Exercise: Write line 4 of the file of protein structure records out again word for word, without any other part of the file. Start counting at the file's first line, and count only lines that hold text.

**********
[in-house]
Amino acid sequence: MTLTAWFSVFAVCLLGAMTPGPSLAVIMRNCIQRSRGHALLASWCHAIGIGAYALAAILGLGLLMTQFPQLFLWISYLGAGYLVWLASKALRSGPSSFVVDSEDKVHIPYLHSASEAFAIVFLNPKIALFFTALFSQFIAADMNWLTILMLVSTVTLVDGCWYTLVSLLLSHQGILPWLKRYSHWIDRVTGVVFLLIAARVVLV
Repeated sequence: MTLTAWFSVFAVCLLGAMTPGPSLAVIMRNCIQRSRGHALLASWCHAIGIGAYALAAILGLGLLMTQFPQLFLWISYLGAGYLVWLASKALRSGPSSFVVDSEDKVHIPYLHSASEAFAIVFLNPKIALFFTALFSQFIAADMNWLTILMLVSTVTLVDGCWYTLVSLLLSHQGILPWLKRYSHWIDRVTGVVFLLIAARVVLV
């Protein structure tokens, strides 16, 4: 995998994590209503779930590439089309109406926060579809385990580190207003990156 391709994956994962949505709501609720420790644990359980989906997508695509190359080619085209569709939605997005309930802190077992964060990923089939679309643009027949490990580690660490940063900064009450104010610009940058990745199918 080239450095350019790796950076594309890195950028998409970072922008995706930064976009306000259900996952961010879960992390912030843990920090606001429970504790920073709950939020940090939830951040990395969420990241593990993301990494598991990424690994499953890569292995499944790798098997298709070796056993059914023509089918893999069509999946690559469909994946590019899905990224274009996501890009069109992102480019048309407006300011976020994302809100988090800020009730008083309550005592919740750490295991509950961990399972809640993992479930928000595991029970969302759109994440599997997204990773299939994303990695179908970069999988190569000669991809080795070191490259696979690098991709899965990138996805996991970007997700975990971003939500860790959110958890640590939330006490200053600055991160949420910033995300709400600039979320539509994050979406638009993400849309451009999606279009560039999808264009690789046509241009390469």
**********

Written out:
């Protein structure tokens, strides 16, 4: 995998994590209503779930590439089309109406926060579809385990580190207003990156 391709994956994962949505709501609720420790644990359980989906997508695509190359080619085209569709939605997005309930802190077992964060990923089939679309643009027949490990580690660490940063900064009450104010610009940058990745199918 080239450095350019790796950076594309890195950028998409970072922008995706930064976009306000259900996952961010879960992390912030843990920090606001429970504790920073709950939020940090939830951040990395969420990241593990993301990494598991990424690994499953890569292995499944790798098997298709070796056993059914023509089918893999069509999946690559469909994946590019899905990224274009996501890009069109992102480019048309407006300011976020994302809100988090800020009730008083309550005592919740750490295991509950961990399972809640993992479930928000595991029970969302759109994440599997997204990773299939994303990695179908970069999988190569000669991809080795070191490259696979690098991709899965990138996805996991970007997700975990971003939500860790959110958890640590939330006490200053600055991160949420910033995300709400600039979320539509994050979406638009993400849309451009999606279009560039999808264009690789046509241009390469």